Underlying assumptions are the maladaptive beliefs that we carry into the present from the past. These are beliefs and values that create self-defeating behavior. These underlying schemas emerge in counseling as client coping strategies. For example, a patient might say, "I must avoid conflict at all costs. If I don't, I could get hurt or disappointed." Such powerful thinking may shape one's relationships and other patterns of behavior in the present.

Therapists collaborate with patients on goals and provide homework assignments. A proactive approach to counseling makes the patient feel as if he has a vested interest in the outcome. Patients are participants in therapy, not passive spectators. Therapists utilize specific techniques to untwist the client's self-defeating thinking. All techniques are directed toward challenging the patient's faulty thinking and providing more rational ways of approaching problems.

Cognitive therapy utilizes a self-discovery process where patients are taken on an empirical journey to test the validity of their thinking. The therapist makes no value judgments but assists the patient in evaluating the reasonableness of his thinking. Since old patterns die hard, it takes courage on the part of the patient to work toward modifying thinking and behavior so that it is more self-satisfying.

This model of therapy wastes no time on extraneous matters. The goal is to specifically address presenting problems in a pragmatic fashion. Symptoms are to be alleviated and core issues resolved. Because cognitive therapy provides the patient with coping skills and rational self-talk, clients leave therapy feeling confident and self-directed. Former patients are able to maintain and enhance their progress because they have completed the work that was required for recovery.

CT is a user-friendly model of therapy. The concepts are easily understood and put into practice. There is no hidden agenda because the therapist and patient embark on a collaborative fact-finding mission that leads to new ways of viewing problems and changing thinking, feelings and behavior. It is a powerful model because it follows the scientific method by testing hypotheses and the empirical usefulness of various thoughts, feelings, and behaviors. Tests can be constructed to measure the impact and effectiveness of specific thinking and behavior. Patients can qualitatively test the validity of specific cognitions. For example, an anorexic patient may be asked to survey her friends to see how they feel about her current weight. She may then be asked to report her findings to the therapist for exploration.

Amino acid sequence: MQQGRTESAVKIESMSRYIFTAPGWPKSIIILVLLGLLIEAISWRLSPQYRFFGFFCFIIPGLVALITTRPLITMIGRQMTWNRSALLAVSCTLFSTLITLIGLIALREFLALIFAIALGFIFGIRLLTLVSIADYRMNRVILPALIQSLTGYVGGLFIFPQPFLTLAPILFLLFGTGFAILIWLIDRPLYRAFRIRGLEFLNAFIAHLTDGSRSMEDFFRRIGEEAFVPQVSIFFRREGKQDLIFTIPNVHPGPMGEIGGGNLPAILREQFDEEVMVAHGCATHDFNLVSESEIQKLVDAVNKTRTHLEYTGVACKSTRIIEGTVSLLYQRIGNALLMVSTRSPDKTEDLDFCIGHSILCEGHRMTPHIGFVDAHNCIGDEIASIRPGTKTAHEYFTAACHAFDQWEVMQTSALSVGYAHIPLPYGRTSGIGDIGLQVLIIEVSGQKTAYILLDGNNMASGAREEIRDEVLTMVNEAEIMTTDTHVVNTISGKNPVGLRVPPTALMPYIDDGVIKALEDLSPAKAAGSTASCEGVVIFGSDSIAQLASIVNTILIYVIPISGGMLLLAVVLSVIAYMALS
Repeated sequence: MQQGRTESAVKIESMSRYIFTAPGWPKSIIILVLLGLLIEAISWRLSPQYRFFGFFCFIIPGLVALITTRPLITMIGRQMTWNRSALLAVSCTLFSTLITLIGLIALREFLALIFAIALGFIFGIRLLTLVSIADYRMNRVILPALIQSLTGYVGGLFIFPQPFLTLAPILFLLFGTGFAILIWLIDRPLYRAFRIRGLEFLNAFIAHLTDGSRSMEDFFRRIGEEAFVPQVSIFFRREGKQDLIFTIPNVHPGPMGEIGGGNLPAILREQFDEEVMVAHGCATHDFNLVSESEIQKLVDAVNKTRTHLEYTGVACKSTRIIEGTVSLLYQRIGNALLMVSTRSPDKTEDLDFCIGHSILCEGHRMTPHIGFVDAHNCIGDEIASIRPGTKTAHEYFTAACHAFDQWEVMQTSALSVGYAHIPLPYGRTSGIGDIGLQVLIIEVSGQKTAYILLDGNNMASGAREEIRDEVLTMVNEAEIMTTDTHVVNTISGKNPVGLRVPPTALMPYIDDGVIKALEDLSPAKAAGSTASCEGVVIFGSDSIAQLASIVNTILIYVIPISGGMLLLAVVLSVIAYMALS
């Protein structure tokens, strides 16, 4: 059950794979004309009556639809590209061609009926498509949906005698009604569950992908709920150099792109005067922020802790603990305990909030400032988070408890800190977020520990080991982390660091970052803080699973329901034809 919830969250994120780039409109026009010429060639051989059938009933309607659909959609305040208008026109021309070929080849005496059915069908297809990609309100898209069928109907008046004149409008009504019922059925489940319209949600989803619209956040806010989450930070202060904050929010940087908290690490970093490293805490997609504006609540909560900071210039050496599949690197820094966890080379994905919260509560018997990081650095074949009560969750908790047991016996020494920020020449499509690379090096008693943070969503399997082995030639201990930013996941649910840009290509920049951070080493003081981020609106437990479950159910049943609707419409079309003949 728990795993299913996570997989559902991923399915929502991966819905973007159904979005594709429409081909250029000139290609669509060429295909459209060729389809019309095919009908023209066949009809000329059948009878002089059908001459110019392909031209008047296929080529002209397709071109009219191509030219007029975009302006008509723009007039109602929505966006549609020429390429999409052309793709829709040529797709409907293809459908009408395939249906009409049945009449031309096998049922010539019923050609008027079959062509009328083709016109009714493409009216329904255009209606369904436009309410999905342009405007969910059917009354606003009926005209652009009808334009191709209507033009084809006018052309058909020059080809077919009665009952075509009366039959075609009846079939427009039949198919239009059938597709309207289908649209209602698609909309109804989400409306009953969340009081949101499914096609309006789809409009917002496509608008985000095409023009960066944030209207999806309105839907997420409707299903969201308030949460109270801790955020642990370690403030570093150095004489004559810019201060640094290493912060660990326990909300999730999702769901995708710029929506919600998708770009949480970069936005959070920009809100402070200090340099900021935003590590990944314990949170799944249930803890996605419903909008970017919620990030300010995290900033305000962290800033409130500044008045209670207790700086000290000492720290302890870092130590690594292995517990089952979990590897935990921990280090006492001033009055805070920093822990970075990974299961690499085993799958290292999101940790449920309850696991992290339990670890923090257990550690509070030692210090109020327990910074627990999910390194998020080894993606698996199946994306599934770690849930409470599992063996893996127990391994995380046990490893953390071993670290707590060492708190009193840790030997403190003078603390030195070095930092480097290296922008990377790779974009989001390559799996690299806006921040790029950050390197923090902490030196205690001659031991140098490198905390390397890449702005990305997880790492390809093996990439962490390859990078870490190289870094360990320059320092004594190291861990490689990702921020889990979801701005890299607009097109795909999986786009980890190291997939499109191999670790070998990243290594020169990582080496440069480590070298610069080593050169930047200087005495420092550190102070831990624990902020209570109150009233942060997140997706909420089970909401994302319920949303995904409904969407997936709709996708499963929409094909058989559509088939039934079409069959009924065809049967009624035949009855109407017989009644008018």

Cognitive therapy works because it is understandable, structured, pragmatic and present-centered in focus. It seeks to help individuals explore their thinking and ferret out thought processes that are maladaptive. It is applicable to a myriad of disorders which gives it efficacy and comprehensive utility as a model for changing human behavior.

Related Tags: cognitive therapy, rational thinking, maladaptive thinking, underlying assumptions

James P. Krehbiel, Ed.S. LPC is an author, freelance writer, and nationally certified cognitive-behavioral therapist practicing in Scottsdale, Arizona. His personal growth book, Stepping Out of the Bubble is available at amazon.com. James can be reached at www.krehbielcounseling.com.